Pining for the pines

I was out walking on the slopes of Table Mountain the other day enjoying the exercise and marveling at the view … oh, who am I kidding. I was out looking for shamanic fungi but I can’t write that or the police will be smashing down my front door before you can say 4-hydroxyl-dimethyltryptamine.
Truth is, nobody can walk anywhere in the Table Mountain National Park these days because a gang of government-backed eco-terrorists are hacking down all the pine and eucalyptus trees. A few days ago, someone spray-painted sad faces onto the ends of some of the executed trees. Then someone else came along and sprayed happy faces onto the rest.
This is how we protest in the Cape. Instead of being like normal people and throwing stones and setting journalists alight, we paint faces onto tree stumps and write angry letters to the local paper.
When I say “we”, I mean white people. Everyone else is “they”. Here in Cape Town, we speak it like it are. But this is not a racist thing. It’s a mountain thing. We take our dogs and our children and our secretaries for walks on the mountain and They don’t. If We see one of Them heading towards us, We stuff our wallet down our pants and try to call the mountain police before They disembowel us with screwdrivers and make overseas calls on our cellphones.
I’m talking rubbish. There is no such thing as the mountain police.
So. Out here in Africa’s last colony, one is either pro-tree or pro-fynbos. There is no middle ground. Stands must be taken and positions defended.
I have given the matter considerable thought – all of three seconds – and have decided to join forces with the tree people. One of their major grievances is that by hacking down all the pines, the Tree Taliban have deprived walkers of any kind of protection from the sun. Apart from a six-pack and a 9mm Parabellum, shade is the next best thing to have on a walk in the Table Mountain National Park.
The Taliban’s argument, which is supported by chainsaws, is that the birds don’t like alien trees. So? They’re fucking birds. They can fly to the Kruger Park if they don’t like it here. Apparently the pines also take too much water. Please. This is Cape Town. Everyone has a drinking problem. It seems unlikely the drought is being caused by a bunch of dipsomaniac pines in Tokai.
Fynbos is not known for its shade-giving qualities. If you’re suffering from heat stroke and desperately need shelter, you could always try to leopard crawl under a Leucospermum lineare and risk having your face slashed to ribbons by its cruel stunted branches. And there is no shortage of options to choose from. In these parts alone there are over 7 000 species of fynbos, ranging from dull to hideous. You can’t miss them. Once you pick up the scent of roadkill, you know you’re in the Cape Floral Kingdom.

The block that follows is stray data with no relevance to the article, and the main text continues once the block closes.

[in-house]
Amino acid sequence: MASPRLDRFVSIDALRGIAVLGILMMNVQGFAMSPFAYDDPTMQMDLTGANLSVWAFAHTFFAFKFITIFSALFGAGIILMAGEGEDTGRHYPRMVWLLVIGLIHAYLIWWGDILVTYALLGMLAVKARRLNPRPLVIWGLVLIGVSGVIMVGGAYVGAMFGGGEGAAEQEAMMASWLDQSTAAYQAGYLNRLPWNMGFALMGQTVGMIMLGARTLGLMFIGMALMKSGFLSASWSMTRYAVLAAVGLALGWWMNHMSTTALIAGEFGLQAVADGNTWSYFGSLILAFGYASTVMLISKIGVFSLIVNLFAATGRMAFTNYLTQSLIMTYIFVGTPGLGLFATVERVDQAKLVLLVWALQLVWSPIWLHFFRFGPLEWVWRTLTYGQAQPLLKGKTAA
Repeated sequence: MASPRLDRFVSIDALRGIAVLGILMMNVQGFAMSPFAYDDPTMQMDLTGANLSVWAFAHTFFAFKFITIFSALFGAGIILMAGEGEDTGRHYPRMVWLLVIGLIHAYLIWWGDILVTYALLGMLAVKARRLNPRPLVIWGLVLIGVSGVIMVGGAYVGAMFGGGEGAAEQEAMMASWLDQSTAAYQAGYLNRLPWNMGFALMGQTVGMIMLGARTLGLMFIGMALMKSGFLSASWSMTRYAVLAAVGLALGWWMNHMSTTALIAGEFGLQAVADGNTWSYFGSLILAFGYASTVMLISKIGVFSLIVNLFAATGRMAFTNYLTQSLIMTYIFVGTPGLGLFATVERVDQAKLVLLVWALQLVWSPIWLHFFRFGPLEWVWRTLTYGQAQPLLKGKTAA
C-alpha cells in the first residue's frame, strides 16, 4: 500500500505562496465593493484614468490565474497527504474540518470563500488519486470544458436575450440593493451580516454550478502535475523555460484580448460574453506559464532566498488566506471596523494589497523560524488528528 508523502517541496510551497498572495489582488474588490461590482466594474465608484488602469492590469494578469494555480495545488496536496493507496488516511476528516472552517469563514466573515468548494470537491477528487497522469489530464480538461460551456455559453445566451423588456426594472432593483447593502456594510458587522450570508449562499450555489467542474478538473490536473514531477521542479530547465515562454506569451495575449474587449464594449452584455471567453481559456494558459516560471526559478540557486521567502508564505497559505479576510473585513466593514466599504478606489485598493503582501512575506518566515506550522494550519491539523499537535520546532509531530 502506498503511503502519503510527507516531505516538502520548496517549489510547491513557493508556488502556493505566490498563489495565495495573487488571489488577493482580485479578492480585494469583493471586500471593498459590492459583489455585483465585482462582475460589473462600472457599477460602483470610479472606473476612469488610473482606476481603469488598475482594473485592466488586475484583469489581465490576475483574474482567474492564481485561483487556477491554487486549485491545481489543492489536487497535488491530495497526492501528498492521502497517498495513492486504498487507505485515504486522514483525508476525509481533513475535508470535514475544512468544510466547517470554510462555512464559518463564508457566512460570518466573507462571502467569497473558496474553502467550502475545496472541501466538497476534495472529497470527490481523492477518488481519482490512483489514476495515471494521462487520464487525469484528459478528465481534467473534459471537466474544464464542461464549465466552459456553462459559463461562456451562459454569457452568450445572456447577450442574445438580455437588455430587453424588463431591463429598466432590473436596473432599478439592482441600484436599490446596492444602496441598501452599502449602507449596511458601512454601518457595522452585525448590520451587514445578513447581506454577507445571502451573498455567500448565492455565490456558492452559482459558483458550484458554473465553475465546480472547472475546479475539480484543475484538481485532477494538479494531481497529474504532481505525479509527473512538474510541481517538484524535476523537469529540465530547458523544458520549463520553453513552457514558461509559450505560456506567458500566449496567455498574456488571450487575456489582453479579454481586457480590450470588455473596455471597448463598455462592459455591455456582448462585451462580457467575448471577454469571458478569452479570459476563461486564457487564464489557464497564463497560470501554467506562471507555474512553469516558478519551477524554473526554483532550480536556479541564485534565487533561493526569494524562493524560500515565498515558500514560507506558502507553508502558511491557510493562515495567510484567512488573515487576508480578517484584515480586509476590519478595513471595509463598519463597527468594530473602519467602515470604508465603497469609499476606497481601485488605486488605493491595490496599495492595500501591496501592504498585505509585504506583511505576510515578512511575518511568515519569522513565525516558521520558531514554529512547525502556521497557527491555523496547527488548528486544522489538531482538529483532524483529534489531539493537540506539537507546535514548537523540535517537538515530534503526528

Fynbos is not your friend. It will turn on you when you least expect it. Pine trees, on the other hand, are good for all sorts of things. They give you a place to hide when you want to wee. You can also make houses and books out of them. And chopsticks. The only thing you can make out of fynbos is a braai. It can’t even speak English, for god’s sake. Fynbos. What the hell does that even mean?
The Taliban accuse the aliens of being too flammable. So what would you rather watch in a forest fire – a pine tree exploding like a magnificent roman candle or a piece of fynbos popping and crackling like a girly little squib?
The assassins responsible for these killing fields don’t give a damn about what we want. They are fynbosbefok and nothing we say or do will make them see reason. They use made-up words like Afromontane and whine that the fynbos is going the same way as the great white shark. Except that fynbos won’t bite your legs off. But it would, given half a chance.
There’s a charming fellow by the name of Peucedanum galbanum who, if you brush against him, will make your skin erupt in suppurating blisters. Nice.
I haven’t tried it yet, but I imagine that walking through a pine forest instills in one a sense of peace and oneness with the world. I have walked through fynbos. I get agitated and angry and lash out at strangers.
The Taliban say that plantations are not forests and that they were only planted for commercial reasons. This is nothing but arboreal xenophobia. Does the tree know its ancestors came from Europe? Even if it did, would it care? Mine did and I don’t. Come at me with an axe and I’ll have your throat.
Trees are happy to be left alone. Fynbos, on the other hand, has to be set alight every few years if it is to thrive. What kind of demon plant is this? Burn me and I shall rise again, stronger! That’s Satan talking, that is.

8 thoughts on “Pining for the pines

  1. Dina Noemy says:

    I can’t take you serious, though you may be… I love your writing, so hysterical! Much love sent your way Ben, please never change your style!

  2. prof_it_e says:

    Shamanic Fungi would be around May Ben. I’ve heard them say… And the ones you would most likely spot are the ones with Muscimol in it, and Ibotenic Acid, not the ones of the 4-hydroxyl-dimethyltryptamine variety ~ for those you should probably ask around in Obz. Any time of the year…

    1. At last, some advice I can actually use. Thanks.

  3. I don’t really get, yet, who you are but your posts make me laugh! Keep it up 😀

  4. Malinda nel says:

    I agree!!!

  5. Pesugihan Tanpa resiko ki ageng suro

  6. There is so much work to do in a world where we forget our values and act like uncivilized beings, trying to make a point with irrational behaviors as if we were never educated the begin with.
    Thank you for sharing the truth and what is happening in your world.

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